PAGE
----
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Italian court rules fascist salute not always a crime

Performing a stiff-armed fascist salute is not a crime in Italy unless it risks sparking violence or is aimed at reviving the fascist party, the Supreme Court has ruled in a verdict that delighted extreme-right groups.

In a decision released yesterday, the court said fascist salutes during commemorative events should not be considered criminal, but it left open the possibility of prosecution depending on the context of the incident.

Legal experts said the ruling would not resolve an issue that has long dogged Italy, which has never fully confronted the legacy of fascist dictator Benito Mussolini.

The court sentence came just ten days after a video emerged of hundreds of men making fascist salutes during a gathering in Rome, sparking fury amongst left-wing parties, which demanded a police crackdown on extremist groups.

One such organisation, Casa Pound, hailed the verdict as “an historic victory” which vindicated their participation at countless rallies that celebrate Italy’s fascist past.

“The Roman salute will be considered an offence only if there is an actual concrete danger of the reconstitution of the fascist party, which is absolutely excluded in the case of commemorations,” it said in a statement.

The Supreme Court was called to review the issue following a2016 event in Milan where eight militants were arrested for making fascist salutes. Acquitted in an initial trial, they were subsequently found guilty when prosecutors appealed the verdict.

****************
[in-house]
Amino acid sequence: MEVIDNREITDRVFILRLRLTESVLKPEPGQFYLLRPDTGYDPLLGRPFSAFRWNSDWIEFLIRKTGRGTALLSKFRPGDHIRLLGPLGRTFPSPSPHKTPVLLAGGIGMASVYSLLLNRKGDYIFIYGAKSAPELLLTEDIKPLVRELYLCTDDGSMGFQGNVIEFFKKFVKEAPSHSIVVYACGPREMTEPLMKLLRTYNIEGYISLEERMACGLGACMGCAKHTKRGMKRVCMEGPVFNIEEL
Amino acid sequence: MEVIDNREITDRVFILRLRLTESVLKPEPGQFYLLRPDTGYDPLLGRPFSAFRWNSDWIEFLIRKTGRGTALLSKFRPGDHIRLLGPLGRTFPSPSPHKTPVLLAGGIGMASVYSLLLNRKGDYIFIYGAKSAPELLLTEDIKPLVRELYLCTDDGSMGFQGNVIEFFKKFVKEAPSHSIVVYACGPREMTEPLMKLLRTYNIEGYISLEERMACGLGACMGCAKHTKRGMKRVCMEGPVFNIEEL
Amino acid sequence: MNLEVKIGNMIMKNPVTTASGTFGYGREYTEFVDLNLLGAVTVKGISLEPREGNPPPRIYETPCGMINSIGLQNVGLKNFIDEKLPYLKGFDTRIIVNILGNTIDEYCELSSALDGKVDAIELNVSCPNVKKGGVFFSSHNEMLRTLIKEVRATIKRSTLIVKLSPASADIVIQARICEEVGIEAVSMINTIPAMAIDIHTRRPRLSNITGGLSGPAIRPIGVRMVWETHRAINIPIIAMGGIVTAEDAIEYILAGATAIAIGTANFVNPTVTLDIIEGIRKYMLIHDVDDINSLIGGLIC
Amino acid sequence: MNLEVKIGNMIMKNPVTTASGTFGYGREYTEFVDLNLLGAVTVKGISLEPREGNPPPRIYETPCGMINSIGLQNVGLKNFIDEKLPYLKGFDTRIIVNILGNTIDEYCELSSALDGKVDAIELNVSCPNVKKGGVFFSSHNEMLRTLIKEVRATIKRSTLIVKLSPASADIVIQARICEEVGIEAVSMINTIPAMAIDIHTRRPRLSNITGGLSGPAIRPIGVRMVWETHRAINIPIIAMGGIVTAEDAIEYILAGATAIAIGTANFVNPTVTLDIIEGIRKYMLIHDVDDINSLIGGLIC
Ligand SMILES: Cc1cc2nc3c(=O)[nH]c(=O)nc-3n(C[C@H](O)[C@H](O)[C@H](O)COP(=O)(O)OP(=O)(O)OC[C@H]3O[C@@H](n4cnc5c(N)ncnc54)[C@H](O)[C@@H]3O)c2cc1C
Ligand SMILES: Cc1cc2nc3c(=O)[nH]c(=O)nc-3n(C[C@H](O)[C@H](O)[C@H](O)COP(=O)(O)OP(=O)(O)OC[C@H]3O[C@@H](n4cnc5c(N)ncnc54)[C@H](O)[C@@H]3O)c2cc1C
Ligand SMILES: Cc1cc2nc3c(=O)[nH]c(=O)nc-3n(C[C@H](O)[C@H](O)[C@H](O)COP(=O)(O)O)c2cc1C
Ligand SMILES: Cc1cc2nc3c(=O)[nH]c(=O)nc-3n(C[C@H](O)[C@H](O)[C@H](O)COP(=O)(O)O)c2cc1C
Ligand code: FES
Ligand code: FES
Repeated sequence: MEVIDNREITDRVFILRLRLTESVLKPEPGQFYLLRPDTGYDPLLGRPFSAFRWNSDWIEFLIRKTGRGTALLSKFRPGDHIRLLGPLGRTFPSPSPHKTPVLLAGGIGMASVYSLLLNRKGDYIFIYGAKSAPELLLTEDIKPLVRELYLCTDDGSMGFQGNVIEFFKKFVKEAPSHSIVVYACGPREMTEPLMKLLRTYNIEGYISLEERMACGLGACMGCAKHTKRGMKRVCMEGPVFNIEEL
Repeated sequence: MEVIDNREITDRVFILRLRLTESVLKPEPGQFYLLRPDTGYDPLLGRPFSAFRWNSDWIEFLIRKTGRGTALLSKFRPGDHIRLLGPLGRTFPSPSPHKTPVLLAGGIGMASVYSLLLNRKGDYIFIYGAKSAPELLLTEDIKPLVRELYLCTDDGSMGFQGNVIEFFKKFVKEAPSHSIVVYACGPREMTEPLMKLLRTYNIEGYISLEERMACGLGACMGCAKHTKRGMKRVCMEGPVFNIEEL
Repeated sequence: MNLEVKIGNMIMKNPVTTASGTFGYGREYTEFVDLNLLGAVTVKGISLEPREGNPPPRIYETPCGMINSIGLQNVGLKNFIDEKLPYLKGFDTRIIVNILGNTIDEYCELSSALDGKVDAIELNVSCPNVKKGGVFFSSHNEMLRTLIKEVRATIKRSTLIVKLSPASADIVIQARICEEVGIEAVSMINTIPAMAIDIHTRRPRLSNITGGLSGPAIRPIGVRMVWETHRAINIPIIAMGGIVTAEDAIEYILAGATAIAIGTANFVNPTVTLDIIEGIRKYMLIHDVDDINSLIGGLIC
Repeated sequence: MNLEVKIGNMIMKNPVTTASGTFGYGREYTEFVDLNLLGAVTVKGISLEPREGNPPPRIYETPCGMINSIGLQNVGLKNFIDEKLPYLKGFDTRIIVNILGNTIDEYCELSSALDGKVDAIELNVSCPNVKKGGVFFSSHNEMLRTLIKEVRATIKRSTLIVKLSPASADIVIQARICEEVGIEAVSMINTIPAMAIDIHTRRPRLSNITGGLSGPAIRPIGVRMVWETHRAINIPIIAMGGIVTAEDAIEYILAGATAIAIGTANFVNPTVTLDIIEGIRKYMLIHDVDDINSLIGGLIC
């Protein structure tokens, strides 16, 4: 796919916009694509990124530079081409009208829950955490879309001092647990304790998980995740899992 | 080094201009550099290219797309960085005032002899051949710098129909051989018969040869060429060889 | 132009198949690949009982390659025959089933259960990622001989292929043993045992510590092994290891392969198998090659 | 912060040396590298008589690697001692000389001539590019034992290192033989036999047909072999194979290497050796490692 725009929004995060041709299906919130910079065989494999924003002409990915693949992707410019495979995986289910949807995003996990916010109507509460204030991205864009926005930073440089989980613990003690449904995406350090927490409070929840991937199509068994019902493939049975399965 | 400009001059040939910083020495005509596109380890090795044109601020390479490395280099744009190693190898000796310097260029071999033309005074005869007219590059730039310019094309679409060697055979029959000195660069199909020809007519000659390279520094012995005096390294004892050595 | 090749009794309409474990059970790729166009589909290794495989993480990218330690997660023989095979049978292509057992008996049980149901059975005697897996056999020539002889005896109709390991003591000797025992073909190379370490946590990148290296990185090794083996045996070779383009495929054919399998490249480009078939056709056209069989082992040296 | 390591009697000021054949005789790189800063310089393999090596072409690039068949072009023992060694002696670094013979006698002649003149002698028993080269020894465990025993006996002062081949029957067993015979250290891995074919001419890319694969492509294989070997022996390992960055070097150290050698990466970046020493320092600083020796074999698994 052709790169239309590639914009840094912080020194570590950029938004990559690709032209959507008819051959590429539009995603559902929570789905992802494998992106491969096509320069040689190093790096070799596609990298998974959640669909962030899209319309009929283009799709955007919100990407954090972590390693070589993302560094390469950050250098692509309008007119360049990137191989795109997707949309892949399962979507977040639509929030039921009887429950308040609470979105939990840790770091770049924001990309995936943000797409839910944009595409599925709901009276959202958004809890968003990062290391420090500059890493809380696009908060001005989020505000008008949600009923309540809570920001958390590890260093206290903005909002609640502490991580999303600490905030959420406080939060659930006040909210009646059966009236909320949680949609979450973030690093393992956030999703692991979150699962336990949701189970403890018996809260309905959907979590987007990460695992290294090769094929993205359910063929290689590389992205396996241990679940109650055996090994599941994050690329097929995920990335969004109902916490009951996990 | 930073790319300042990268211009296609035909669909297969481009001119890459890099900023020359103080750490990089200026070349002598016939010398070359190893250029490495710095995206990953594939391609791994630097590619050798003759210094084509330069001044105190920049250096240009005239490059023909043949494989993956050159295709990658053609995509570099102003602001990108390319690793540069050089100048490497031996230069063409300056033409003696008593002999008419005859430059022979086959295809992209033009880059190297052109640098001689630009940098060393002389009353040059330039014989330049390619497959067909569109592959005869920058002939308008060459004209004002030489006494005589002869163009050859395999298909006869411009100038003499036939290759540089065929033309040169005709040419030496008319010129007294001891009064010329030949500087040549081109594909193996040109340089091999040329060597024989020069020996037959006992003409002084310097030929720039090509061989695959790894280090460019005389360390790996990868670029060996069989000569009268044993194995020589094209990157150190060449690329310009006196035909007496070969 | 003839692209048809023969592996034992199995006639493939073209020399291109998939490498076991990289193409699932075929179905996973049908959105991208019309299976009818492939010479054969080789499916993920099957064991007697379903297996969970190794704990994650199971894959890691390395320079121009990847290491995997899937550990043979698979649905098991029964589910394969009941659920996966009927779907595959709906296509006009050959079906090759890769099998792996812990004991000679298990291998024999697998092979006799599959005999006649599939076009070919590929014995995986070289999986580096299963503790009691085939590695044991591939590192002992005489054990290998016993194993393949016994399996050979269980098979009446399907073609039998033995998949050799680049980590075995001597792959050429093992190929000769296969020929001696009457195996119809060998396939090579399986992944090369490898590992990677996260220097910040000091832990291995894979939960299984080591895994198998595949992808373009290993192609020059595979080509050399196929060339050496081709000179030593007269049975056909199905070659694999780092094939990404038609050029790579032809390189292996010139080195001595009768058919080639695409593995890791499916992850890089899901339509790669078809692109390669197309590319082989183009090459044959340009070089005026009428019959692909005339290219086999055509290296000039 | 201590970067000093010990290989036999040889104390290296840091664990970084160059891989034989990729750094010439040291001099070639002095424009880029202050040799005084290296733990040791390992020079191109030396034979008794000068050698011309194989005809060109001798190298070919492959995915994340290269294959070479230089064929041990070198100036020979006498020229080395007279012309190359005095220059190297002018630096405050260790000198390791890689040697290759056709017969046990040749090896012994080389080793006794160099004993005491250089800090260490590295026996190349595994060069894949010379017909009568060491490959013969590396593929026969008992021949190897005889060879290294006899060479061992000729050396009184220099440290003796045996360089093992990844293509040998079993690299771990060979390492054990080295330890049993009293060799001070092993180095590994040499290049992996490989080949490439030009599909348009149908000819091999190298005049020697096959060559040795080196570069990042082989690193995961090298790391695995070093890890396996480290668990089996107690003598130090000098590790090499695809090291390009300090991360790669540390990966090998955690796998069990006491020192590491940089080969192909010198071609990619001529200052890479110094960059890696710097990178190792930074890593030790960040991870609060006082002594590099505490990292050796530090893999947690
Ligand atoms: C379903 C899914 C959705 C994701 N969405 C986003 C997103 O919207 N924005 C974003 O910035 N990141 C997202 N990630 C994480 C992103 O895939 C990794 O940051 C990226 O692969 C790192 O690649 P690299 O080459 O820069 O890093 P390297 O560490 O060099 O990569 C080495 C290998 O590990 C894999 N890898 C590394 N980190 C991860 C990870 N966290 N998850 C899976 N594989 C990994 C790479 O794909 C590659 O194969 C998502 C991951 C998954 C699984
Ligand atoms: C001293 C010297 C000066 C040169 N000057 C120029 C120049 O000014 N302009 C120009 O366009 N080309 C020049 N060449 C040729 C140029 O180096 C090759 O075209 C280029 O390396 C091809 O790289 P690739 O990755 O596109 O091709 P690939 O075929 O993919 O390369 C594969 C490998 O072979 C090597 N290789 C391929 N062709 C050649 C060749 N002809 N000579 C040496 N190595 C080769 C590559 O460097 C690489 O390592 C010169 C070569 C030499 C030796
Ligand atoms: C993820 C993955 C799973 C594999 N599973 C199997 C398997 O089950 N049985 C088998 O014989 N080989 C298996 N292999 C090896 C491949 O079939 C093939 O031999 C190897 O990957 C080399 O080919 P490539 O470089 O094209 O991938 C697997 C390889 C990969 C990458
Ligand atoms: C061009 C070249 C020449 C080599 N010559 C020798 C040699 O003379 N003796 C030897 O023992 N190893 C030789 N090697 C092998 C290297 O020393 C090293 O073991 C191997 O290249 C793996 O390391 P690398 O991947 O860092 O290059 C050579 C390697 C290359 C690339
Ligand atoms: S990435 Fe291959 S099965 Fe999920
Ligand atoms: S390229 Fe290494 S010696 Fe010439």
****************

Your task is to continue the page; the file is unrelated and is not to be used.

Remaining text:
The ruling means the appeal will have to be reheard, with a fresh conviction looking highly unlikely.

However, the Supreme Court left open the door to future prosecutions given Italy’s inconclusive legal framework.

“This ruling will not resolve the problem around the Roman salute because there is no clear law on what represents fascist apology,” said Francesco Filippi, author of a book that is critical of Italy’s relationship with its fascist past called “Mussolini also did a lot of good – the spread of historical amnesia”.

“The only sure thing is that you cannot create a fascist party. Everything else is up to interpretation,” he said.

Italy’s main piece of legislation against promoting fascist propaganda is the so-called Scelba Law of 1952 which prohibits any “movement or group of people … pursuing anti-democratic ends associated with the fascist party”.

Subsequently, in 1993, Italy introduced the Mancino Law, which widened the scope of the Scelba law, targeting anyone “disseminating ideas based on racial or ethnic superiority” or inciting “discrimination or violence” for racial motives.

However, defence lawyers say the law often stands at odds to the constitution, which protects freedom of expression.

The Supreme Court reiterated that both the Scelba and Mancino laws could be applied to people making the fascist salute, depending on the circumstances, leaving it up to the individual prosecutors to decide whether they were applicable.

“We are the country of eternal compromise, of ifs and buts,” newspaper editor Alessandro Sallusti wrote in a front-page editorial in his right-wing daily Il Giornale.

“The judgment on those who dare to raise an outstretched arm will not depend on objective factors, but on the subjective interpretation of the magistrate, who can never determine with certainty whether the accused was paying homage to a deceased person or the political ideals of the deceased with the intention of bringing them back into prominence.”

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